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Author Topic: Ventilating a Battery Enclosure  (Read 3854 times)
Eleanor
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« on: March 01, 2012, 09:10:13 PM »

The tin shed's getting a bit full so the new babies are going to live outside. The general idea is to build a box out of ply and line the floor with XPS with a sheet of ply on the top to distribute the weight of the cells. The sides and lid would be lined with EPS and XPS if there's any left over. I've also got some polypropylene sheets (same material cells are made from) which I can use to line the inside of the box and protect the insulation from the acid.

I've been looking around for information on how to safely ventilate the box and have found a few sites including the one below which suggest that two pipes near the top of the box is the best way, one of which dips to near the bottom of the box and draws outside air in when hydrogen is vented from the other pipe (Fig 5 in the link) :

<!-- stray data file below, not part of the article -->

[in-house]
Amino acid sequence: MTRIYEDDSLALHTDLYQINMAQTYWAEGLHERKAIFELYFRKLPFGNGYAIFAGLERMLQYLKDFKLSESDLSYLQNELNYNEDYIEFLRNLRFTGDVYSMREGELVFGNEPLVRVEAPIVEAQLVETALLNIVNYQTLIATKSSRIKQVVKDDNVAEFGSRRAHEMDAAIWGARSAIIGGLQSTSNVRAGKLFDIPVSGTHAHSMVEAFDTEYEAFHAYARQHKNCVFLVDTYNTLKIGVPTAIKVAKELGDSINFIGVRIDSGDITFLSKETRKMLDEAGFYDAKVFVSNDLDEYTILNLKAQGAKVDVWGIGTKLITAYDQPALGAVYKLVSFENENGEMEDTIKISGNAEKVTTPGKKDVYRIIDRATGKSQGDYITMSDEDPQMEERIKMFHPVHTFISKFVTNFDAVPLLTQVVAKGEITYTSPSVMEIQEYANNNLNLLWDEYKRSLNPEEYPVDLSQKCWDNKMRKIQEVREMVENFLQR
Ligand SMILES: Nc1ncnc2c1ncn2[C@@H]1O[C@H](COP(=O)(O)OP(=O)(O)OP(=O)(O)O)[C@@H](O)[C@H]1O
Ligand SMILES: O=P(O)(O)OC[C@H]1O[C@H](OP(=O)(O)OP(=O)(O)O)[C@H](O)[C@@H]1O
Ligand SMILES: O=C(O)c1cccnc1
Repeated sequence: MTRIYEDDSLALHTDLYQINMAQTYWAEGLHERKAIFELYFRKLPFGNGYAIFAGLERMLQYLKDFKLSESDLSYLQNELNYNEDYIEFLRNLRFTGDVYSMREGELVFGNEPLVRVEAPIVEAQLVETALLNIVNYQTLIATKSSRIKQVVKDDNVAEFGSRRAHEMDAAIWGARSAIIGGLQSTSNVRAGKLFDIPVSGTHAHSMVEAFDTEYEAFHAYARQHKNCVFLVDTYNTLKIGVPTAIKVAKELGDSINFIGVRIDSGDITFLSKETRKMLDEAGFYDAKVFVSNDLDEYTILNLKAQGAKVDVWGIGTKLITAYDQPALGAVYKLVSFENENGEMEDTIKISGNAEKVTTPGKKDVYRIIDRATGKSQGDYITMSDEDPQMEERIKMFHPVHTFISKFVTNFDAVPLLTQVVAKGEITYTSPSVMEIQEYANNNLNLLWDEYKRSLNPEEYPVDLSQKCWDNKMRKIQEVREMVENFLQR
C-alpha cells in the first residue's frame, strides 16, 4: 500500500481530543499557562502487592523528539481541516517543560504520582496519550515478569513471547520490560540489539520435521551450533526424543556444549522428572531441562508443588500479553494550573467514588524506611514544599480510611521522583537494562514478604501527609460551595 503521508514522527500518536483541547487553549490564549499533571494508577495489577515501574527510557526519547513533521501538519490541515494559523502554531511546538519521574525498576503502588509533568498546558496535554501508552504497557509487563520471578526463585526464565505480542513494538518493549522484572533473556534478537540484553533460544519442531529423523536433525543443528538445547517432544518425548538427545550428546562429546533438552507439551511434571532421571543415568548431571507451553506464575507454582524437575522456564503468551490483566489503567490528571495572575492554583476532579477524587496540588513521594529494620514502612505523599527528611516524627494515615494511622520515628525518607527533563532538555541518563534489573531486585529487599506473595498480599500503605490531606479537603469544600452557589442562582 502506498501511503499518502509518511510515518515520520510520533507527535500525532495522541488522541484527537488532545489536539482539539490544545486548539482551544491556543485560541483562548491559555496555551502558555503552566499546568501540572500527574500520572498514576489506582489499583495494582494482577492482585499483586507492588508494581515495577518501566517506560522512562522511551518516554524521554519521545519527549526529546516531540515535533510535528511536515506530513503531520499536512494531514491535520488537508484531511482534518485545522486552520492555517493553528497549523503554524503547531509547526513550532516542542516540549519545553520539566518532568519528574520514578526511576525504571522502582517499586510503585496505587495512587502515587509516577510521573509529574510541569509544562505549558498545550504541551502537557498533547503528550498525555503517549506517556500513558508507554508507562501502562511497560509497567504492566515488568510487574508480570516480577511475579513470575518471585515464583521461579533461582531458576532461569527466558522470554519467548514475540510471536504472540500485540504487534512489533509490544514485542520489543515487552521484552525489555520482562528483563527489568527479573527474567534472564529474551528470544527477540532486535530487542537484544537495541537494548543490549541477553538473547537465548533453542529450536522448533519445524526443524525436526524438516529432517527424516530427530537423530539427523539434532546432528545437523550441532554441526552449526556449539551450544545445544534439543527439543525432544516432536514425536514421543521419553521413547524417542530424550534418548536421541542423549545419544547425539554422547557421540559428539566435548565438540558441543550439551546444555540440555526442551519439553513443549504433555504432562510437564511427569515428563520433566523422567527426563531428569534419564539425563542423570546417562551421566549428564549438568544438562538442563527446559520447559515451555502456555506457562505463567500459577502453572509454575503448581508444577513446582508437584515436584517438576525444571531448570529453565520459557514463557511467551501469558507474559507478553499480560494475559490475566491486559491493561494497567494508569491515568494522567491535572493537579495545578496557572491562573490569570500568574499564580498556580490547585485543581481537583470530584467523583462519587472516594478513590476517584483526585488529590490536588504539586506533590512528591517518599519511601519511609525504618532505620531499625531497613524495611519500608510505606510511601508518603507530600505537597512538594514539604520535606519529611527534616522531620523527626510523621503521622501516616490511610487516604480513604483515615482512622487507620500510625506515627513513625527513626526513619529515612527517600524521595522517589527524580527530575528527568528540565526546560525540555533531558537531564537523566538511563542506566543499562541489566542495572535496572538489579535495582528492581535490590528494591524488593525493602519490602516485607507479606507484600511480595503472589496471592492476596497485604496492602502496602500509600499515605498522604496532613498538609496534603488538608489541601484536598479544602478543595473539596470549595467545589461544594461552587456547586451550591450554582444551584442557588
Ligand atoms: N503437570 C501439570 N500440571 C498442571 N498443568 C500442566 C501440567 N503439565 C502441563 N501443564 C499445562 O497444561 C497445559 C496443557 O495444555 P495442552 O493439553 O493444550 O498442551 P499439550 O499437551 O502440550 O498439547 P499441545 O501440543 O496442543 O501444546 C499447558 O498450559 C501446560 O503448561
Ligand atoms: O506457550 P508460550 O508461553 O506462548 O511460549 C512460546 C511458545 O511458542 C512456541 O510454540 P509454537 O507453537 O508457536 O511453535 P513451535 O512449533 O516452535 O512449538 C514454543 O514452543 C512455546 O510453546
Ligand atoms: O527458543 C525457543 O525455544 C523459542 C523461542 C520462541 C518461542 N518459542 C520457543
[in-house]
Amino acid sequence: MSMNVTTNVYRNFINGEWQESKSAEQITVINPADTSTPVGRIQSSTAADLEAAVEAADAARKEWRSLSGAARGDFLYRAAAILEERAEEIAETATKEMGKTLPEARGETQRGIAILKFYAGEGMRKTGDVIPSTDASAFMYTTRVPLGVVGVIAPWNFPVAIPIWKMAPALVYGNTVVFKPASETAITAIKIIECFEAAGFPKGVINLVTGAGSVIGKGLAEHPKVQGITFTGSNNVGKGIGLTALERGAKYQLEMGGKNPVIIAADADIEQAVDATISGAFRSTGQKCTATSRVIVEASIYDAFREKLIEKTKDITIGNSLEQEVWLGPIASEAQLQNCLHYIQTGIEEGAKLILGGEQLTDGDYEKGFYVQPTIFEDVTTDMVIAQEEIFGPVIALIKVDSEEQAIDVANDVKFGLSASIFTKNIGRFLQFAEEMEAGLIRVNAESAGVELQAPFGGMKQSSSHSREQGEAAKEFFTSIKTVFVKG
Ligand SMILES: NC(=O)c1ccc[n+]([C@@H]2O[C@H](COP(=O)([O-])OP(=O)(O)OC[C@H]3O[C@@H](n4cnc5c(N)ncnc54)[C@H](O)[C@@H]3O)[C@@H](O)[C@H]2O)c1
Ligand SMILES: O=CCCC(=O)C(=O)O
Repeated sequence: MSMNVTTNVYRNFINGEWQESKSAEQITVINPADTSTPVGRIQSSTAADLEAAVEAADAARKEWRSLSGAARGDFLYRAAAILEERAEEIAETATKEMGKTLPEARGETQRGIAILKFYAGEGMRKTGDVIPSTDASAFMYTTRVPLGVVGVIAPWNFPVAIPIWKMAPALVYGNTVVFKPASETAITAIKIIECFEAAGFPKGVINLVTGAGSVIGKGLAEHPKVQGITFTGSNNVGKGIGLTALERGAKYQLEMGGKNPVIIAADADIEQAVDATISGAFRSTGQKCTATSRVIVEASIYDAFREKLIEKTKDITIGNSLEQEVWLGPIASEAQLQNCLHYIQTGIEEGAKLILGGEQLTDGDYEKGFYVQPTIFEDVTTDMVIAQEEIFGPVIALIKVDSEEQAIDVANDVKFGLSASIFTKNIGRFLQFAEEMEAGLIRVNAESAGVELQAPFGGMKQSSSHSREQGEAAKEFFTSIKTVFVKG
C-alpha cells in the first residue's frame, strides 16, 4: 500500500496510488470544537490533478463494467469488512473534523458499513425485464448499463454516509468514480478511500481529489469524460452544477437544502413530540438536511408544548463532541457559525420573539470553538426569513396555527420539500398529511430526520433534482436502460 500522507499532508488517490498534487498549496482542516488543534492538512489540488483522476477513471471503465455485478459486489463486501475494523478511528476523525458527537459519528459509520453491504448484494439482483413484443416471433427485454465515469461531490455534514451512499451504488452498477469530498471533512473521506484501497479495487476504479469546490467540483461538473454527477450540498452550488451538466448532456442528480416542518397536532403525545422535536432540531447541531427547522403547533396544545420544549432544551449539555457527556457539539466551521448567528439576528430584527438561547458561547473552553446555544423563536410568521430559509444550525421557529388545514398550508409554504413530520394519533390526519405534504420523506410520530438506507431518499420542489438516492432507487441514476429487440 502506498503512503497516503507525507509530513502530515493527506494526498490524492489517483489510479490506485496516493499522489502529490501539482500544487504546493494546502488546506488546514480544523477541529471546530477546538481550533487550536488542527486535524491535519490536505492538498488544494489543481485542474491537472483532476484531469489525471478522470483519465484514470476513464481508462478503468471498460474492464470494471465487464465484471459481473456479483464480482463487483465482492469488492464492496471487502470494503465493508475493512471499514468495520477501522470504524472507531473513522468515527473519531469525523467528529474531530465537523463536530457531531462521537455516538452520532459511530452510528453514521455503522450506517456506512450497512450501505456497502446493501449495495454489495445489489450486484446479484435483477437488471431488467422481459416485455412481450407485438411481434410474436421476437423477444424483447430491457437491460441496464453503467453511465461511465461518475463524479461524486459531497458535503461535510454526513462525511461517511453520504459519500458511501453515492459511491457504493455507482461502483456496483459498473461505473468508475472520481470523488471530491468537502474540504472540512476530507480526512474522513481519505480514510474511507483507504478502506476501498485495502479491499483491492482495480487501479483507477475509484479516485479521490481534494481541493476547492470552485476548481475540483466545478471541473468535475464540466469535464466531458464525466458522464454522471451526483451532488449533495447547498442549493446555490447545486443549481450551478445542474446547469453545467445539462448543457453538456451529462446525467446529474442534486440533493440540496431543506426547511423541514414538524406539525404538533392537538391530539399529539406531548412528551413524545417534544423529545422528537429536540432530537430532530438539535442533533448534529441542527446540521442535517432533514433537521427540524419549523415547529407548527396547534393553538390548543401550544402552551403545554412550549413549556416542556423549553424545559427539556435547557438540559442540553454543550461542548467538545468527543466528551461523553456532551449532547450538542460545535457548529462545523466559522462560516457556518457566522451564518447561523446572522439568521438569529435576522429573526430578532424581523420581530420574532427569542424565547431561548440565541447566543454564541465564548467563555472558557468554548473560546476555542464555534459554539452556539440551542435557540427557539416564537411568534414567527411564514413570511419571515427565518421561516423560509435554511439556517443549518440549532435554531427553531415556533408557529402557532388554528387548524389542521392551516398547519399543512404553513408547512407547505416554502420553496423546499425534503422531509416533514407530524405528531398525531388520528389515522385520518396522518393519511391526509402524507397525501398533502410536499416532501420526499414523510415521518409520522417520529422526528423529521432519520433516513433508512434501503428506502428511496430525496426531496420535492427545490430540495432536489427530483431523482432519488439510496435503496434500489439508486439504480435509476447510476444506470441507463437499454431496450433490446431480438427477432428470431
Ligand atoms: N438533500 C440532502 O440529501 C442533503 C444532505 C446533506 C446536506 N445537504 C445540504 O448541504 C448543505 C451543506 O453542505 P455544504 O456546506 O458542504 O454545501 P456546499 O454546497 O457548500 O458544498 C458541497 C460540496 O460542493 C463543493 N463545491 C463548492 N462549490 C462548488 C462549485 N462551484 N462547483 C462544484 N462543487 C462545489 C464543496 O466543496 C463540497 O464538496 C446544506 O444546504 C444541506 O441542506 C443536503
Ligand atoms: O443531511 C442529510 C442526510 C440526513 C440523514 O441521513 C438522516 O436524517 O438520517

http://zomeworks.com/research/hydrogen-venting/basics

Any thoughts appreciated. Maybe I'll make sure the lid isn't fastened down just in case  sh*tfan
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camillitech
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« Reply #1 on: March 02, 2012, 07:09:00 AM »

I wouldn't worry too much about it Eleanor,sounds like you've got it covered. All the battery enclosures that I've on ships have their lids well and truly fastened down with just or two small vents near the top pointing down the way. Each vent is covered with a fine stainless mesh gauze that acts as a 'flash arrestor'. The steel ones have a lead drip try in them to catch any acid spill but the fibre glass ones don't. 

That article (interesting though it is) seems to be making something far more complicated than necessary  for something that will sit in a well ventilated space (the west coast of Scotland)  Roll Eyes

Good luck, Paul
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HalcyonRichard
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« Reply #2 on: March 02, 2012, 09:10:55 AM »